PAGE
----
What is depression? How is it treated?
Updated: Jan 6, 2019
The National Institute of Mental Health defines depression (major depressive disorder or clinical depression) as a common but potentially serious mood disorder. Clinical depression causes severe symptoms that affect feelings, thoughts, one's ability to handle daily activities, such as sleeping, eating, or working. To be diagnosed with depression, the symptoms must be present for at least two weeks. Some forms of depression are slightly different, or they may develop under unique circumstances, such as:
Persistent depressive disorder (also called dysthymia) is a depressed mood that lasts for at least two years. A person diagnosed with persistent depressive disorder may have episodes of major depression along with periods of less severe symptoms, but symptoms must last for two years to be considered persistent depressive disorder.
Postpartum depression can be much more serious than the “baby blues” or a mild mood disorder that generally clears within two weeks after delivery. Women with postpartum depression experience full-blown major depression during pregnancy or after delivery. The feelings of extreme sadness, anxiety, and exhaustion that accompany postpartum depression may make it difficult for these new mothers to complete daily care activities for themselves and/or for their babies.
Psychotic depression occurs when a person has severe depression plus some form of psychosis, such as having false fixed beliefs (delusions) or hearing or seeing upsetting things that others cannot hear or see (hallucinations). The psychotic symptoms typically have a depressive “theme,” such as delusions of guilt, poverty, or illness.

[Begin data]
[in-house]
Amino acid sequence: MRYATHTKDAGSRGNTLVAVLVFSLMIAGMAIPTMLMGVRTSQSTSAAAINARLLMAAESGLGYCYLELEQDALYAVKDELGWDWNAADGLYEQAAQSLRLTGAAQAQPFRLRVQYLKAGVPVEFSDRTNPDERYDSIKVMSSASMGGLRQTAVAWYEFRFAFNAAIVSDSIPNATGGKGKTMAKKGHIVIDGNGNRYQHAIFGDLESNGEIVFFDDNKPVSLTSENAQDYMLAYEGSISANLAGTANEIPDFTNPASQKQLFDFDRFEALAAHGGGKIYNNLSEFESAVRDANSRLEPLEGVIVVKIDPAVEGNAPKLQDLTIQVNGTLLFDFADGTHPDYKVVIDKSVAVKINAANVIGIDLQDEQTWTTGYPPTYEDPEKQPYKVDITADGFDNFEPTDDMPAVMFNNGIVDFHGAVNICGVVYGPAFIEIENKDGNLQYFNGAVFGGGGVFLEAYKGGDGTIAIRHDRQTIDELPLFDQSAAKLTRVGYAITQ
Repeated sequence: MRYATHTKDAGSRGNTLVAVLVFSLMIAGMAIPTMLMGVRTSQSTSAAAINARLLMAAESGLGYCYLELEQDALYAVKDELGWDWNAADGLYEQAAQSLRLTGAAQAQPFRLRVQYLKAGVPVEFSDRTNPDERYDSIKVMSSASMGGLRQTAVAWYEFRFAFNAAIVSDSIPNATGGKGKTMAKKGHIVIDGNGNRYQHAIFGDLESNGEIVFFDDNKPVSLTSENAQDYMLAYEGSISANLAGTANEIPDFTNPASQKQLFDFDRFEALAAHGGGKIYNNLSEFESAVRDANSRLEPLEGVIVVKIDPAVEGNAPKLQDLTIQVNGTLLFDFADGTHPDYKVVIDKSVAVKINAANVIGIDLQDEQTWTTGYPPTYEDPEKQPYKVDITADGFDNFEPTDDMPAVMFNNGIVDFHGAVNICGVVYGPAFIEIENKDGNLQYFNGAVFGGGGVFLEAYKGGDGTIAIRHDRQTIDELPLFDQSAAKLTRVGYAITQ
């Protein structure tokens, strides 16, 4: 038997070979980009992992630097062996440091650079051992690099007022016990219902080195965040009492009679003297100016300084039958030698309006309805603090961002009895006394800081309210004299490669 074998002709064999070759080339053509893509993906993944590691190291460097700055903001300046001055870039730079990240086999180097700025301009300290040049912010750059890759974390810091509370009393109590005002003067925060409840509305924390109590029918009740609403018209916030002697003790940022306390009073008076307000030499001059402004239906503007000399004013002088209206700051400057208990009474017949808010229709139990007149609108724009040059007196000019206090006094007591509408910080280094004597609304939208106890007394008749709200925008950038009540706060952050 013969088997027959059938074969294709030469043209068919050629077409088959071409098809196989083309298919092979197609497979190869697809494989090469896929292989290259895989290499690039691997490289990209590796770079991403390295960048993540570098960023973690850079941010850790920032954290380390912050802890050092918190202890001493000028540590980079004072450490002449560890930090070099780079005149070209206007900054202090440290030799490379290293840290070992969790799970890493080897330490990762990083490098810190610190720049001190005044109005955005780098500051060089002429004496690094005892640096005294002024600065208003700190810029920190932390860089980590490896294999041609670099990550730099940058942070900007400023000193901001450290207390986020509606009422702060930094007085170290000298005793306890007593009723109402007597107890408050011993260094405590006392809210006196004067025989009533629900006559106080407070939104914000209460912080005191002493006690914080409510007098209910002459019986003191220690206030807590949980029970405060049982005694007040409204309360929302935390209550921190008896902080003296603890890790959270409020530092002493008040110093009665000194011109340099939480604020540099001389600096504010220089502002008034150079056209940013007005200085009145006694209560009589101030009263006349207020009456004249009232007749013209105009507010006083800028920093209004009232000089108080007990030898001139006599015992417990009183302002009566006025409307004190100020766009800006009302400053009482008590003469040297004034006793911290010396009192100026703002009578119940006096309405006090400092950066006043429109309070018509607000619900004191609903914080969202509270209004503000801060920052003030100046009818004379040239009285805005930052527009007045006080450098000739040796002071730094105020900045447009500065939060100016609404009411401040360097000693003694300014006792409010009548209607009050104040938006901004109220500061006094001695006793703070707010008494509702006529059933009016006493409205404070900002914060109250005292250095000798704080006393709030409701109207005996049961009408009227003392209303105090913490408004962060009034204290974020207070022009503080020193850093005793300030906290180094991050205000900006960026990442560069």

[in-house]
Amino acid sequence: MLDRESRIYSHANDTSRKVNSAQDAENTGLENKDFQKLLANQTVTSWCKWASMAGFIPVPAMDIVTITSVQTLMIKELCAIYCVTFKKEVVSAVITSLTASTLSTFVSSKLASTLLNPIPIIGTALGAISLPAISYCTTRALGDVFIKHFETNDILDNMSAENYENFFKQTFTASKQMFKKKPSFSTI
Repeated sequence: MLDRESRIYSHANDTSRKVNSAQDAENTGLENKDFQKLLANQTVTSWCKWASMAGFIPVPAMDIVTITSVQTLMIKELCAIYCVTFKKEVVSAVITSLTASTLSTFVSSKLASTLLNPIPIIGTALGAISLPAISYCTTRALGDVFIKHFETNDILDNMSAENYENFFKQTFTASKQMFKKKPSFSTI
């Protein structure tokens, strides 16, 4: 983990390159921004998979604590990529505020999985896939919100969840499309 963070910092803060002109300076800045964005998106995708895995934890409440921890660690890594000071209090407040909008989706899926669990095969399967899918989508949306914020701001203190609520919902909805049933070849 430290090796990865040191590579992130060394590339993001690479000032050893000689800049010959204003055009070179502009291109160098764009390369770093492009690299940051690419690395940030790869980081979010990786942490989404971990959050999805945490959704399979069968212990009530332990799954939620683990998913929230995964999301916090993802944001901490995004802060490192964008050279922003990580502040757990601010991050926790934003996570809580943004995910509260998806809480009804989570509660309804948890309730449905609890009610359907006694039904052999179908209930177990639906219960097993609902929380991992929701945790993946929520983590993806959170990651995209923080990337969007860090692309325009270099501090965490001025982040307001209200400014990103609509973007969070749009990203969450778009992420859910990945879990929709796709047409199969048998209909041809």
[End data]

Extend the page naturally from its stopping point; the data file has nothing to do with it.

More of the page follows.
Seasonal affective disorder is characterized by the onset of depression during the winter months, when there is less natural sunlight. This depression generally lifts during spring and summer. Winter depression, typically accompanied by social withdrawal, increased sleep, and weight gain, predictably returns every year in seasonal affective disorder.
Bipolar Disorder is different from depression, but a person with bipolar disorder experiences episodes of extremely low moods that meet the criteria for major depression (called “bipolar depression”). A person with bipolar disorder also experiences extreme high moods or “mania” or a less severe form called “hypomania.”
Disruptive mood dysregulation disorder (diagnosed in children and adolescents)
PMDD or premenstrual dysphoric disorder (PMDD).
Signs and Symptoms
To be diagnosed with depression one may have been experiencing some of the following signs and symptoms most of the day, nearly every day, for at least two weeks, you may be suffering from depression:
Persistent sadness, anxious, or “empty” mood. Feelings of hopelessness, or pessimism. Irritability. Feelings of guilt, worthlessness, or helplessness. Loss of interest or pleasure in hobbies and activities. Decreased energy or fatigue. Moving or talking more slowly. Feeling restless or having trouble sitting still. Difficulty concentrating, remembering, or making decisions. Difficulty sleeping, early-morning awakening, or oversleeping. Appetite and/or weight changes. Thoughts of death or suicide, or suicide attempts. Aches or pains, headaches, cramps, or digestive problems without a clear physical cause and/or that do not ease even with treatment. Some people experience only a few symptoms while others may experience many. Several persistent symptoms in addition to low mood are required for a diagnosis of major depression, but people with only a few – but distressing – symptoms may benefit from treatment of their “subsyndromal” depression. The severity and frequency of symptoms and how long they last will vary depending on the individual and his or her particular illness. Symptoms may also vary depending on the stage of the illness.